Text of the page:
“In Pat Cummings’s Talking with Artists, many of the picture book authors and artists interviewed speak about how they grew up being encouraged by the adults around them to build things and draw pictures and read books…eventually leading directly to an interesting creating illustrated books for children. If anyone had interviewed me, there would have been blank pages for the stories I never made up and the pictures I did not draw and the books that were not there to inspire me when I was three or four or five.” ~ Anita Lobel
Anita Lobel's name is synonymous with the best in children's literature. She is the creator of such classics as Alison's Zinnia and Away from Home, and has received a Caldecott Honor for her illustrations in On Market Street. Born in Cracow, Poland, award-winning picture book author-illustrator Anita Lobel is best known for her distinctive theatrical approach with all of the intensity and richness of an opera. As an artist, she is well known for creating evocative, detailed paintings in line-and-wash or watercolor and gouache that reflect her signature style of opulent costumes and tapestries, richly patterned landscapes, and colorful flowers.
Lobel’s world was turned upside down when she was only 5 years old. World War II began. The Nazis burst into her home and stole many of the family’s possessions. Anita and her brother spent years in hiding with their nanny, a loving Polish woman, first in the relatively safe countryside, then in the ghetto, and eventually in a convent, where the Nazis captured Anita and her brother. The two children were imprisoned in a succession of concentration camps, including Plaszow and Auschwitz. Miraculously, Anita and her brother lived to witness the allied takeover of Ravensbruck. Red Cross workers transported the pair to Sweden, where they were later reunited with their parents. In 1952, the family immigrated to the United States. "I had a wonderful nanny and when ... I was five years old ... the nanny took me and my younger brother into the Polish countryside—which was primitive, nasty, raw, and Catholic. That was on one side and the Nazis on the other. Aside from the fact that there was an outside force that hated us and chased us, I always felt my brother and I were protected by this person who chose to protect us. I loved her and she loved us, and I think that this was very important. I really feel Nanny's affection colors my work, because I don't feel I have to portray the awful bleakness of the time."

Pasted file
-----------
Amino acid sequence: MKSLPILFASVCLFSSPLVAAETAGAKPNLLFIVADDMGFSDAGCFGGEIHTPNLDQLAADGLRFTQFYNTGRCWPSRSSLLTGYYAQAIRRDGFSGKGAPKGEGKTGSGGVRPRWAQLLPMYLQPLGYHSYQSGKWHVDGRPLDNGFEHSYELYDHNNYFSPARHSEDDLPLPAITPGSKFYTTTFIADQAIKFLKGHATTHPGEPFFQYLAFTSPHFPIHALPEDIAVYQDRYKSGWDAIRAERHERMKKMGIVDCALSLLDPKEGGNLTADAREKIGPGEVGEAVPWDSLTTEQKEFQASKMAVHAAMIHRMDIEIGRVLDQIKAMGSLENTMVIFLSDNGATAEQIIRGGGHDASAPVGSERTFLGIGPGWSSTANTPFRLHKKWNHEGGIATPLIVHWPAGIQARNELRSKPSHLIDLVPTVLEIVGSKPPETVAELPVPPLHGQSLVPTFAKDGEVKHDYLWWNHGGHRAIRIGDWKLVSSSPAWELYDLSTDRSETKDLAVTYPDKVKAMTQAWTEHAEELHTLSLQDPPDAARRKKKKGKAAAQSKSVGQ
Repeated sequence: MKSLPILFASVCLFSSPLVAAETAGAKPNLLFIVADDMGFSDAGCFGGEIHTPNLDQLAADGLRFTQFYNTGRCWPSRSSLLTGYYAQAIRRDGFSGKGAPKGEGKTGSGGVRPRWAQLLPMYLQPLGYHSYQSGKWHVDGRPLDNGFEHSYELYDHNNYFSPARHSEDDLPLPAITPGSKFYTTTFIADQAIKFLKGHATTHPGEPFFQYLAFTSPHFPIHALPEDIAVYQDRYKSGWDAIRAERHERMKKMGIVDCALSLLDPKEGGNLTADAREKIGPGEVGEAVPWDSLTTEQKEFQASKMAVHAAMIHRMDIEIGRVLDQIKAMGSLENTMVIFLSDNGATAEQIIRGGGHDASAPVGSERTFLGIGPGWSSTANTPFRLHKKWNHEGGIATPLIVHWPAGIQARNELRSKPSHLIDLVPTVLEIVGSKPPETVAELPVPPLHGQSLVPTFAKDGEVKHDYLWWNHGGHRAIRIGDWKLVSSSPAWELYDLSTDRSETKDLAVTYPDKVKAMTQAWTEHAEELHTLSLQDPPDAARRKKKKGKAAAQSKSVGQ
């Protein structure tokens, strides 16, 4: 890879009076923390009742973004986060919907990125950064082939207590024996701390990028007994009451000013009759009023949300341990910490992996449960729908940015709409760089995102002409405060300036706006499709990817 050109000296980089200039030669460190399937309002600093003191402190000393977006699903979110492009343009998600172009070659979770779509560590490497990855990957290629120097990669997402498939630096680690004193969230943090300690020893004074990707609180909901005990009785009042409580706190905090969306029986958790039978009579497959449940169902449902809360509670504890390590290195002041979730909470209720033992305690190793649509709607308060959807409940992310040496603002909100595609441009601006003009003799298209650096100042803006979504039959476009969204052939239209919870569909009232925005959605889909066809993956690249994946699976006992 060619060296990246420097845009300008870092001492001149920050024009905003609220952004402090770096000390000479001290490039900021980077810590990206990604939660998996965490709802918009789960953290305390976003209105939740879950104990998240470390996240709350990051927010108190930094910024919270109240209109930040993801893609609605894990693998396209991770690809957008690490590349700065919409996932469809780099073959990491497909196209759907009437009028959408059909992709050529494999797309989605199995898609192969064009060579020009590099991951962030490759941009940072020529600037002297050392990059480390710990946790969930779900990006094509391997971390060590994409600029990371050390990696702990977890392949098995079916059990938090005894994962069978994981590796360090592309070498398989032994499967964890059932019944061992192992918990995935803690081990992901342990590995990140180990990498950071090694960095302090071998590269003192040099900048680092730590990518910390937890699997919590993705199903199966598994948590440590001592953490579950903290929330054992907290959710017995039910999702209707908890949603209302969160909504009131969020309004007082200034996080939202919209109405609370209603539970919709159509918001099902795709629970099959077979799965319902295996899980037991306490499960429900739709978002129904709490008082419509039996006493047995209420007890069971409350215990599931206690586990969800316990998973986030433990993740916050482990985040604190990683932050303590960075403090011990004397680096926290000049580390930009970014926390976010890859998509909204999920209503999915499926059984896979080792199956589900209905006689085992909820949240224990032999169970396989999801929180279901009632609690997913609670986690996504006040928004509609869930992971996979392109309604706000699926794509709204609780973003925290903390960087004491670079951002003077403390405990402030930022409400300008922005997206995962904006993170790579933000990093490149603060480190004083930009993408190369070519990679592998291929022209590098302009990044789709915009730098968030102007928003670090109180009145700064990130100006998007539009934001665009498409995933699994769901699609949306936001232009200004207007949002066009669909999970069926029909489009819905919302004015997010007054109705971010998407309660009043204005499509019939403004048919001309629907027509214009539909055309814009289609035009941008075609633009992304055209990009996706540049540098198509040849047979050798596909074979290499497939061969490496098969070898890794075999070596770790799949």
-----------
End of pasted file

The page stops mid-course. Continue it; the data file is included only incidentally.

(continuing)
After graduating from high school, Lobel entered Pratt Institute to study for her B.F A. in fine arts. There, she became interested in the theater, where she met her future husband, Arnold, when she was cast in a play he was directing. The couple was married in 1955.
For several years after graduation Lobel worked as a textile designer. Susan Hirschman, who had discovered Arnold, asked Anita to do a book. Although hesitant herself, encouragement from them resulted with Sven's Bridge, published in 1965. Potatoes, Potatoes by Lobel, the story for which was partly inspired from her childhood memories in Poland, has been considered one of her most affecting works.
Unlike many husband-and-wife teams, the Lobels did not initially collaborate on their books. They first combined their talents on How the Rooster Saved the Day, a book written by Arnold. They later collaborated on three more books, before Arnold’s death in 1987. Their third collaboration On Market Street, received several prizes, including the Boston Globe/Horn Book award for illustration and a Caldecott Medal honor in 1982.
Since then, Lobel has won much recognition. Her memoir of her childhood No Pretty Pictures was a finalist for the National Book Award in 1998.
Lobel lives and works in New York City.